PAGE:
We note that this finding reflects an average across a very large sample of companies and option grants. This does not mean that there are not individual companies backdating their options. For example, RIM executives admitted to backdating. When we examined the timing of RIM option grants, we found that most RIM options are unscheduled and we observed a clear v-shaped pattern in the CARS. In general, our results reflect the behaviour of the majority of Canadian companies.

Table 2 presents another measure of abnormal stock returns around option grant dates, the buy-and- hold abnormal return (BAHR). We report average BAHRs over the 20 trading days before and after option grant dates for the three sub-periods around the regulatory changes. Click image to enlarge.

Consistent with the results from Figure 1, we observe significant abnormal positive returns following unscheduled grants in all three regulatory regimes. In the final period of the sample (after the introduction of SEDI) we find an average abnormal return of 2.87%. Keep in mind that this is for one month and is the average over many option grants. The abnormal returns following scheduled grants are positive but smaller in each regime than those following unscheduled grants. The returns following the scheduled grants are significantly positive in the first two regulatory regimes but not in the most recent (after SEDI). We observe no significant pattern of returns prior to option grant dates. This result is different than those found by Lie (2005) for the U.S. lie observed a significant decline preceding unscheduled grants. This, our results are not consistent with backdating.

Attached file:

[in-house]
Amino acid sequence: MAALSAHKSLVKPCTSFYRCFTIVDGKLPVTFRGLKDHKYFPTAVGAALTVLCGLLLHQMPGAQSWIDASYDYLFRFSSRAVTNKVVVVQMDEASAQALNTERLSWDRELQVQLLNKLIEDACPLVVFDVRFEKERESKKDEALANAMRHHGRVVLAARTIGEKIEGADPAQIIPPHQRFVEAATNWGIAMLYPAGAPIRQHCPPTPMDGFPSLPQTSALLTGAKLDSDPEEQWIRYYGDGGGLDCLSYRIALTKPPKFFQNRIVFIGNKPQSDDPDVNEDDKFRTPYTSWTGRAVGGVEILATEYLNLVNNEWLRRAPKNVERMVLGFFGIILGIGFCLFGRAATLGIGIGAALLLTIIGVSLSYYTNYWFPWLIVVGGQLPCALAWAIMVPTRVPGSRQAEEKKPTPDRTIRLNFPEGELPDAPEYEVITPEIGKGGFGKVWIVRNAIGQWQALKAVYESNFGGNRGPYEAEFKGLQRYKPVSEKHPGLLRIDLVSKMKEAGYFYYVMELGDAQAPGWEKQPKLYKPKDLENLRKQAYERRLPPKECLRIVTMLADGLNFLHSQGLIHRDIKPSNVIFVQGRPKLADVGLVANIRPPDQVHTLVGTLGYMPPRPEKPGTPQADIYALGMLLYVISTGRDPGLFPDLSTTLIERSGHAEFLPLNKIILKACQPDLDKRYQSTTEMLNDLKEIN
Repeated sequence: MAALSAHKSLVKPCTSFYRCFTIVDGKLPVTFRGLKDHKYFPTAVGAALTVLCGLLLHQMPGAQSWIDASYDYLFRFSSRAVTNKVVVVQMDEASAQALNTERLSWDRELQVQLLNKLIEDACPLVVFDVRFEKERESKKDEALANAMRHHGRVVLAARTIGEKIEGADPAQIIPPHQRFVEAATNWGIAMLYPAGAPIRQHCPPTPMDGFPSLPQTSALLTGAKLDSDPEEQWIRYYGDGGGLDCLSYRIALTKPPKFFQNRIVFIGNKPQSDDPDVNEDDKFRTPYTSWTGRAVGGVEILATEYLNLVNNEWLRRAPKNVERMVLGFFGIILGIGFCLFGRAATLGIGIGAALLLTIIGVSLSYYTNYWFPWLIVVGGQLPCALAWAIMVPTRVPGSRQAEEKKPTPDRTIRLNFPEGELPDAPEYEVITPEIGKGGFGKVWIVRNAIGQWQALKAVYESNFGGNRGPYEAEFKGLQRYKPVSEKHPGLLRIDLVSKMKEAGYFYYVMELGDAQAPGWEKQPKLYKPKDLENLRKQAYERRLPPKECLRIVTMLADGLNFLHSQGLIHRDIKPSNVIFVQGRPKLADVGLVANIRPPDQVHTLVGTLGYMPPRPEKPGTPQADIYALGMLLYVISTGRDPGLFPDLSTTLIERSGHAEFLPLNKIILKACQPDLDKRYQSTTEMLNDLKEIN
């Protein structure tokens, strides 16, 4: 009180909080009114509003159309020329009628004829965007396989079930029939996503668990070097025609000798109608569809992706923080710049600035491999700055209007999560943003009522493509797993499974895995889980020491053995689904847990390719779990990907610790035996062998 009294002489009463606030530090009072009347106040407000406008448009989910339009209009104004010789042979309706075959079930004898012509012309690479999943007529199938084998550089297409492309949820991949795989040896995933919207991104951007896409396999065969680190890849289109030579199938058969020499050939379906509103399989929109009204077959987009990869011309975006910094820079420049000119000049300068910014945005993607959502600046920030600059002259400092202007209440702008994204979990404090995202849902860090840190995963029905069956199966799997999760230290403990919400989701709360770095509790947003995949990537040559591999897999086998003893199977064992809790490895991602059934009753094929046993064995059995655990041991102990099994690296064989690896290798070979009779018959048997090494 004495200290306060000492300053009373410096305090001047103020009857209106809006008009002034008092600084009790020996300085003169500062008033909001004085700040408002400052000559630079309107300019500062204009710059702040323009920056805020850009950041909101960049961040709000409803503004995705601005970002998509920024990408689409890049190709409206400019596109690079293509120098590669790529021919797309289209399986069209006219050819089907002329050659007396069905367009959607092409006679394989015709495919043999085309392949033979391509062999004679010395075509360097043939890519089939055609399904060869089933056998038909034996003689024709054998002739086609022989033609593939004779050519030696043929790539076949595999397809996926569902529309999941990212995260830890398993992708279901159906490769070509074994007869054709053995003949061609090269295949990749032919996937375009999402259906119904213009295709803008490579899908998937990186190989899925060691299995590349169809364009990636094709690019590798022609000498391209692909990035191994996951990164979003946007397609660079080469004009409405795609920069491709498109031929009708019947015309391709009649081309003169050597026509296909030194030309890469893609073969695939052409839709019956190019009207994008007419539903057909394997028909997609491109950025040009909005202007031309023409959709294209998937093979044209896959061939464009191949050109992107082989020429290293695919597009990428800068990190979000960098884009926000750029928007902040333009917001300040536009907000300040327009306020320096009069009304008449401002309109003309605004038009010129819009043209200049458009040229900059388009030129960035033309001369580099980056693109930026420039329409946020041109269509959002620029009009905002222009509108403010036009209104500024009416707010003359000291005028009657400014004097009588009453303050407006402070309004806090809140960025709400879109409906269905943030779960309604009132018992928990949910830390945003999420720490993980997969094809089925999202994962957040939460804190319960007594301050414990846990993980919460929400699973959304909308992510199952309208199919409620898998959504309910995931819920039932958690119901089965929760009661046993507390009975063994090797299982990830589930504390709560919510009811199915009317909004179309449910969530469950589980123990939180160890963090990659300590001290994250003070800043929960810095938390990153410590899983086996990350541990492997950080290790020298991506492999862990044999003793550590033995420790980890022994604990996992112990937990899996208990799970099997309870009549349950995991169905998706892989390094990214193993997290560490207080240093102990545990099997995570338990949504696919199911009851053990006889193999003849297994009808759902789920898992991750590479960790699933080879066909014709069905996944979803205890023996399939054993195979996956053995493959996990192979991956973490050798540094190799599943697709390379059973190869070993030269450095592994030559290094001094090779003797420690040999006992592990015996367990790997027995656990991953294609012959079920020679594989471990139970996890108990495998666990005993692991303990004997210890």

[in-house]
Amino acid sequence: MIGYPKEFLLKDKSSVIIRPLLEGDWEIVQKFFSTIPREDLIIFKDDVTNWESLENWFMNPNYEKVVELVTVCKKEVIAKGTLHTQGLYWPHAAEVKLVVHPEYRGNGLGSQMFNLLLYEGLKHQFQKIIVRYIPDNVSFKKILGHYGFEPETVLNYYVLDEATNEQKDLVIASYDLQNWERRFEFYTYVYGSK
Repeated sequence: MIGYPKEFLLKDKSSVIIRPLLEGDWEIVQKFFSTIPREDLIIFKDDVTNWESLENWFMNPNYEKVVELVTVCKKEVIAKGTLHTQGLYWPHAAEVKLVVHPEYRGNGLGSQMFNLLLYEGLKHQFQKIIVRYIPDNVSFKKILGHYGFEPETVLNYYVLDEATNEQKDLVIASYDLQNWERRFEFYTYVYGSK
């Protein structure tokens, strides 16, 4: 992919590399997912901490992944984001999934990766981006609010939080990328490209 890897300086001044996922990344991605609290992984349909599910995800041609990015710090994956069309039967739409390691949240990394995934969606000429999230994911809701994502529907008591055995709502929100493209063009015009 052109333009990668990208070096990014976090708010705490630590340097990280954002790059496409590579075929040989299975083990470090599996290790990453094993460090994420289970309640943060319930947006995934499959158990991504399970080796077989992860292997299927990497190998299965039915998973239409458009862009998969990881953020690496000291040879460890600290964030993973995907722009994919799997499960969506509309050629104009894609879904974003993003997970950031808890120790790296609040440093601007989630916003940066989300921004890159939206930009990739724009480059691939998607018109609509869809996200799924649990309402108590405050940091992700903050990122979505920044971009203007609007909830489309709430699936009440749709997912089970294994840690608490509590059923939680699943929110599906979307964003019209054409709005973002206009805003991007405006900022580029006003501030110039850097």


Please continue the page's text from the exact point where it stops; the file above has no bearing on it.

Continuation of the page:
Next we analyze news announcements around scheduled option grant dates. Table 3 presents the average number of good and bad news announcements in the month before and after option grants for the three sub-periods. Many firms announce good news in the month after their option grants, but there is no consistent pattern of increased frequency of good news announcements in the month after grant dates (compared to the month before). Nor do we find a pattern of increased bad news in the month preceding the option grant. We do not find evidence that companies (on average) are moving bad news before and good news after their option grant dates. While we cannot reject the hypothesis that some firms are spring-loading, it does not appear that the majority of firms are manipulating news announcements.


Our results indicate that most Canadian companies with unscheduled option grants award them just prior to abnormal increases in their stock prices. We do not find that the option grants follow periods of price declines, so our results do not suggest that firms backdate their grants to a date with the lowest price. We also do not find evidence that companies time their grant dates to follow bad news and precede good news, so our results are also not consistent with spring-loading.

It appears that insiders are using their information advantage to award grants on days when they know the stock is undervalued. In the subsequent month, the stock appreciates by almost 3% more than expected. This abnormal gain represents a wealth transfer from outside shareholders to insiders. The fact that this is showing up on average in our very large sample means that it is a common practice among Canadian corporations.

There were two regulatory changes during the sample period that increased the timeliness and transparency of option grants. We do not find that the regulatory changes eliminated the beneficial timing exhibited by companies granting unscheduled options. If Canadian securities regulators want to lessen the wealth transfer from uninformed outsiders to informed insiders, then they should require that all options be granted on a predetermined schedule. Meanwhile, the evidence of significant abnormal returns suggests that Canadian money managers should consider unscheduled option grants to be a signal of undervaluation.